Some Not-So-Good News About Coffee

coffee

Recently, all the news about coffee has been great.  Not just great – fanstastic!   It has so many health benefits, that many now consider it to be one of the healthiest beverages on the planet.

Due to hits high antioxidant content, and the fact that most people drink more coffee than they eat fruits and vegetables, it is considered the richest source of antioxidants in the average North American diet.  It also contains other beneficial nutrients, like Vitamins B2, B3, B5, manganese, magnesium and potassium.

It boosts brain function, including memory, mood, reaction time, and general cognitive ability.  It boosts your metabolic rate and increases fat burning to help you lose weight.  Due to the release of epinephrine in the bloodstream with the intake of caffeine, it also increases your energy level, which can help with your daily workout.

In other studies, coffee has been shown to have marvelous preventative effects against a score of chronic health conditions, like type II diabetes, Parkinson’s disease, liver cirrhosis, liver and colorectal cancer, heart disease, stroke, and depression.  Considering all the conditions coffee drinking seems to prevent, I suppose it’s not surprising that coffee has also been shown to extend your life and reduce your risk of death overall.

Amidst all that good news, it was inevitable that something negative would come along soon enough.   But if you really like coffee, you can relax.  It’s not that bad.

It seems that excessive caffeine intake among pregnant women can cause childhood obesity.  The stimulating  effect of caffeine crosses through the placenta easily and can alter how the infant’s brain develops.  Previous studies have found that high caffeine intake increases the risk of miscarriage and can cause restricted fetal development.   This new study shows that excess caffeine intake (more than 200 mg daily) also causes rapid infant growth during the first year of life, and can increase the risk for obesity both as a child, and later as an adult.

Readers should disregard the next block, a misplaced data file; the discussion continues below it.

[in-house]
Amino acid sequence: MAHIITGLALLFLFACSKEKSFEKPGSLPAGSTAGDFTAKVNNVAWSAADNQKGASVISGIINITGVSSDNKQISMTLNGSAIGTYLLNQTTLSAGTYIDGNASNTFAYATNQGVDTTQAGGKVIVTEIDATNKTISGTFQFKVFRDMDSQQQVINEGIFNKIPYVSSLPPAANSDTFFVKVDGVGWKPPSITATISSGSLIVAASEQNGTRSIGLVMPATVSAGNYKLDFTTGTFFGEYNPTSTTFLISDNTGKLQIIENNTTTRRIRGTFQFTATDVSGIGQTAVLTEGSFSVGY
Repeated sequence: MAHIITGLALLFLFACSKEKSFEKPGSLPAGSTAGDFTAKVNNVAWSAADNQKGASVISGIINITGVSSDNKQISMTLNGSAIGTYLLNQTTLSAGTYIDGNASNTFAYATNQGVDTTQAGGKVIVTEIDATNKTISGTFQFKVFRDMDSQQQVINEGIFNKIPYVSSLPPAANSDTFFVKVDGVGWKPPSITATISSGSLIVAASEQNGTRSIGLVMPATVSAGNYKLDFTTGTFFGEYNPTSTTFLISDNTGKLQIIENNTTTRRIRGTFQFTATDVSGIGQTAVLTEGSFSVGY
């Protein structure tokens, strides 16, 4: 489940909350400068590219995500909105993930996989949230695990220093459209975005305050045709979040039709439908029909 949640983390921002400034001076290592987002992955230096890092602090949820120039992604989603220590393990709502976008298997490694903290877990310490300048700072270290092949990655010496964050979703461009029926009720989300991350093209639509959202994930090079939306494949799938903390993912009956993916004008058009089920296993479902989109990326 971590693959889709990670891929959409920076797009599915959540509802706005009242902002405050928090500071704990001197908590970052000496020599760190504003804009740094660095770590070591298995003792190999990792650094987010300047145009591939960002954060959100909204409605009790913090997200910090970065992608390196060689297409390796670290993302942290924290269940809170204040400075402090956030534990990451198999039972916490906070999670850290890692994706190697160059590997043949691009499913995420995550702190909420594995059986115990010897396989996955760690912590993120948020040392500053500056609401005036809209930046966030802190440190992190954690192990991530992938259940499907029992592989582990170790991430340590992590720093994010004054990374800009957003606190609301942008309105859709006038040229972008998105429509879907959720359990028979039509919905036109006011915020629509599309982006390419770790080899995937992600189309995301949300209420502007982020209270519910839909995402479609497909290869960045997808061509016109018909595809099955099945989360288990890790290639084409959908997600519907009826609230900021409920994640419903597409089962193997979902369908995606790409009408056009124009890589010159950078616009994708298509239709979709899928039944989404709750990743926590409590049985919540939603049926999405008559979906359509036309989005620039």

In light of this new information, researchers are suggesting that pregnant women reduce their daily intake of caffeine from all sources, including soft drinks or energy drinks, so that they are consuming less than 200 mg of caffeine.  Ideally, they would avoid caffeine entirely.

There is other bad news for those who prefer their coffee black.   I’m sorry to have to say it, but….chances are higher that you’re a psychopath.   In a new study performed by Sagioglou and Greitemeyer at the University of Innsbruck in Austria, it was found that people who prefer black coffee often have psychopathic or sadistic tendencies, compared with people who prefer coffee with cream and sugar.

After asking study participants to report on their taste preferences, each was then subjected to several personality tests, checking for  Machiavellianism, psychopathy, narcissism, and everyday sadism.  It was found that those who prefer bitter flavours also showed an increased tendency towards antisocial personality traits, and a negative correlation towards agreeableness.   The more people liked bitter tasting foods, such as black coffee, the darker their personality was.

Previous studies have also shown that bitter-tasting foods or drinks cause people to have harsher moral judgements and express hostility towards others.    It seems that physical disgust (induced after eating or drinking something bitter) also elicits feelings of moral disgust.  So, be careful what you eat!  The more bitter foods you eat, the more bitter you will be too.

I think it’s important to note here that not everyone who likes bitter foods, or drinks black coffee, will be judgemental or sadistic.  But it’s interesting to know that a correlation is there.

 

 

 

About the author: Rebecca Wong has been working in the herbal business since 2000. She has received her training in acupuncture and herbalism from respected authorities Paul Des Rosiers and Vu Le at the Ontario College of Traditional Chinese Medicine in Toronto, and Michael Tierra at the East West Herb School in California.

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